Ryanair plays an important role in the tourism industry. SUR
Further incidents last weekend involving Ryanair aircraft making emergency landings at Spanish airports have released into the open what were, until now, contained concerns within the Costa del Sol tourism industry. It comes as no surprise that alarm bells have started ringing, given the importance of the airline at Malaga airport.
Ryanair is by far the company that moves the most passengers to and from the Costa del Sol, with a significant advantage over the second most important airline in Malaga, EasyJet. Figures from the Spanish Airports Authority (Aena) website give the Irish airline a 23.4 per cent share of passenger traffic at the Malaga-Costa del Sol terminals up to the end of August. This amounts to some 2,056,703 passengers, of a total of 8,764,569 who used the airport in the first eight months of this year.
Ryanair operates direct flights between Malaga and 49 destinations out of a total of 111 airports that can be reached without a stopover from Malaga. Therefore the series of reports of emergency incidents involving the company’s aircraft has generated unease within the tourism industry which has sent out calls for the airline to comply with, and the authorities to enforce, safety regulations to prevent any uncertainty that recent events may have caused among potential passengers travelling to Malaga.
Relying on Ryanair
The Costa del Sol is just one of several holiday destinations that rely heavily on the services run by Ryanair.
Indeed a large part of the expansion of international tourism on the Costa del Sol is closely linked to an increase in flights operated by Ryanair, which stepped up its operations in 2011 by 29 per cent compared with 2010, according to the Tourism Observatory report published by the Costa del Sol Tourist Board.
It is in fact the chairman of this board, Elías Bendodo, who has called for caution and reiterated the need for the airline to comply with safety regulations to remove any doubts among passengers and professionals.
Similarly the president of the Andalusian Tourism Council (CEA), Miguel Sánchez, expressed the sector’s concerns about the reports regarding incidents with Ryanair.
“The continual problems on this airline’s planes could put passengers off and we are talking about the company that brings the greatest volume of tourists to the Costa del Sol. This situation benefits no one, not the company nor the destinations it flies to”, said Sánchez, who called for a firm hand from the authorities to prevent further incidents.
“This situation cannot go on for much longer. We are going to urge the ministry to take the necessary measures to sort out this situation”, he added.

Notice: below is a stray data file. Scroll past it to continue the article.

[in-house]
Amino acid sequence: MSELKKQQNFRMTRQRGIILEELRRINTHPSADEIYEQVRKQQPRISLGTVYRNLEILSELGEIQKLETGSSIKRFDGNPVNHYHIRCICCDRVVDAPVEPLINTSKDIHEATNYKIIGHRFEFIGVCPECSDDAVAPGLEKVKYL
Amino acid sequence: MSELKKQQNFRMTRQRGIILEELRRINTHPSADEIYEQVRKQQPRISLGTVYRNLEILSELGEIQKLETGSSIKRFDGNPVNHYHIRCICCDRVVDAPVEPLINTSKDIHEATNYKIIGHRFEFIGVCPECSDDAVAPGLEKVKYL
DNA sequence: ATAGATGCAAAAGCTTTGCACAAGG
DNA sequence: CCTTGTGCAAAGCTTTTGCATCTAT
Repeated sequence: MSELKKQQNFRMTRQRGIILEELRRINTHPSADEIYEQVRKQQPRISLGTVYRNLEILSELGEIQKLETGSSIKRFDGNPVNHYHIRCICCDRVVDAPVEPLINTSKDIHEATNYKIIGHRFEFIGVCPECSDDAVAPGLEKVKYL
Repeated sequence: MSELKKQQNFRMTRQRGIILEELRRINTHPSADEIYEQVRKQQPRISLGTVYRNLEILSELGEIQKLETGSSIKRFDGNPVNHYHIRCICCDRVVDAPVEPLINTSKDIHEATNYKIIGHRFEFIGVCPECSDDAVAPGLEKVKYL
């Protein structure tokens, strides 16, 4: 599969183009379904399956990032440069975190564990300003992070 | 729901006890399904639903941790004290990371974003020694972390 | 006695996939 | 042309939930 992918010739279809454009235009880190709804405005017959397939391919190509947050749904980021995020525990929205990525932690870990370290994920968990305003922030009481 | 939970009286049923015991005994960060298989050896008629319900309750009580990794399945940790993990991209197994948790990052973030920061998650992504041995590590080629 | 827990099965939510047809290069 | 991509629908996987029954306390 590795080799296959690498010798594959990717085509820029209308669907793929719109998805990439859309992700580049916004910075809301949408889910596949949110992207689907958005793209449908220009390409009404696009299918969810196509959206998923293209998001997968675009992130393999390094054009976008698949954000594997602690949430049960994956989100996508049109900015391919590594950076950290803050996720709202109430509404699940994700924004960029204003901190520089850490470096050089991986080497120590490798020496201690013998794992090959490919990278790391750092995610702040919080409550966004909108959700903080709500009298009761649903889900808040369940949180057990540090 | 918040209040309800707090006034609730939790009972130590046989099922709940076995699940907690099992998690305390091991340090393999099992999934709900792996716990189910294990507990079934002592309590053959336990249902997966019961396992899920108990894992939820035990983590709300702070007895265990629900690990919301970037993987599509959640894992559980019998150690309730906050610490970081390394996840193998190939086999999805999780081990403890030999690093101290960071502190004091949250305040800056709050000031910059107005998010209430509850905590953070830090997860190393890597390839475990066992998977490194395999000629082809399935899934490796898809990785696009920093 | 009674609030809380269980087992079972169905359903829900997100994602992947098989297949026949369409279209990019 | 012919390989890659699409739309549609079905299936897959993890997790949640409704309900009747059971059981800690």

The Chairman of the local hoteliers’ association, José Carlos Escribano, explained that safety was one of the Costa del Sol’s strengths and something that tourists value more and more highly.
“The company and the administrations have to act because there are destinations, such as ours, that could be significantly affected”, he emphasised.
“Low cost and reliable”
Meanwhile Ryanair plays down the whole issue. The airline reassures the industry that it will maintain its level of activity in Malaga for the next season.
In a statement the company points out that 93 per cent of Ryanair’s 150,000 flights worldwide in June, July and August arrived at their destination on time.
“This percentage is a new record for the airline, leader in Europe in the low cost flight sector, and which also beat its own record of passenger figures in August, with 8.9 million in total” said the statement. The firm stressed that only ten of the 150,000 flights were cancelled in the three summer months in which the airline transported 25 million passengers.
Ryanair’s director of communications, Stephen McNamara, estimated in a statement made to the Efe agency on Monday that this year the airline will have been used by more than 79 million passengers.
This he explains, is thanks to “our unbeatable formula of the lowest fares, no fuel surcharge, the most on-time flights, the lowest number of cancellations, the least lost luggage and being Europe’s number one in customer service”.
This message comes just days after Ryanair chairman Michael O’Leary accused Spain’s Minister of Development of circulating “false” information about the safety incidents over the last few months.